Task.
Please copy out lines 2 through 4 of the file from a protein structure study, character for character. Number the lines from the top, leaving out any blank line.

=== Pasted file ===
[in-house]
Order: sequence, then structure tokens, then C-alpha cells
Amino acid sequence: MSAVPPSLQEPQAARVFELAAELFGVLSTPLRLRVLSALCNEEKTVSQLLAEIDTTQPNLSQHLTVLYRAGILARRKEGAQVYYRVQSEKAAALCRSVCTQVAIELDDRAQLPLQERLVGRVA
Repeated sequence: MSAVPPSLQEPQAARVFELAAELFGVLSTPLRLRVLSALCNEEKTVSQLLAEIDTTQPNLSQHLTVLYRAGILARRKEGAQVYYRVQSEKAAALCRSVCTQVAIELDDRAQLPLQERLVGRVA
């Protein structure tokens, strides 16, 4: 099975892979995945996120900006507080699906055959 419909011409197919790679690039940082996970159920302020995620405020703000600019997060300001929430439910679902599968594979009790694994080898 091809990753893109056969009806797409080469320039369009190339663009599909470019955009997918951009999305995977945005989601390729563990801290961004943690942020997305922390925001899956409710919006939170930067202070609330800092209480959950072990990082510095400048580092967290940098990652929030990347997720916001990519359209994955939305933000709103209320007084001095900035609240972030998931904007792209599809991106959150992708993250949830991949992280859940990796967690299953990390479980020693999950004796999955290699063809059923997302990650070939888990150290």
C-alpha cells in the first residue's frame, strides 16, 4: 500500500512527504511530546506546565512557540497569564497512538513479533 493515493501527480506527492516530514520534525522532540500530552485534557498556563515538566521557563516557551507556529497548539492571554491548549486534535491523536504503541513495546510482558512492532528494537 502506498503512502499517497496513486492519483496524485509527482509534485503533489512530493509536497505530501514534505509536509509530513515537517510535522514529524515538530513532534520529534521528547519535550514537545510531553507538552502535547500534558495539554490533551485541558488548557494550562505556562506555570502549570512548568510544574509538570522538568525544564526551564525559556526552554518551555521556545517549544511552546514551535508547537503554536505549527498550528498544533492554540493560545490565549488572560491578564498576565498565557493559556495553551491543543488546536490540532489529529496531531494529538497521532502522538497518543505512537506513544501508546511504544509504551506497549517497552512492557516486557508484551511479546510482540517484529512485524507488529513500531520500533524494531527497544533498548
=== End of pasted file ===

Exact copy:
Order: sequence, then structure tokens, then C-alpha cells
Amino acid sequence: MSAVPPSLQEPQAARVFELAAELFGVLSTPLRLRVLSALCNEEKTVSQLLAEIDTTQPNLSQHLTVLYRAGILARRKEGAQVYYRVQSEKAAALCRSVCTQVAIELDDRAQLPLQERLVGRVA
Repeated sequence: MSAVPPSLQEPQAARVFELAAELFGVLSTPLRLRVLSALCNEEKTVSQLLAEIDTTQPNLSQHLTVLYRAGILARRKEGAQVYYRVQSEKAAALCRSVCTQVAIELDDRAQLPLQERLVGRVA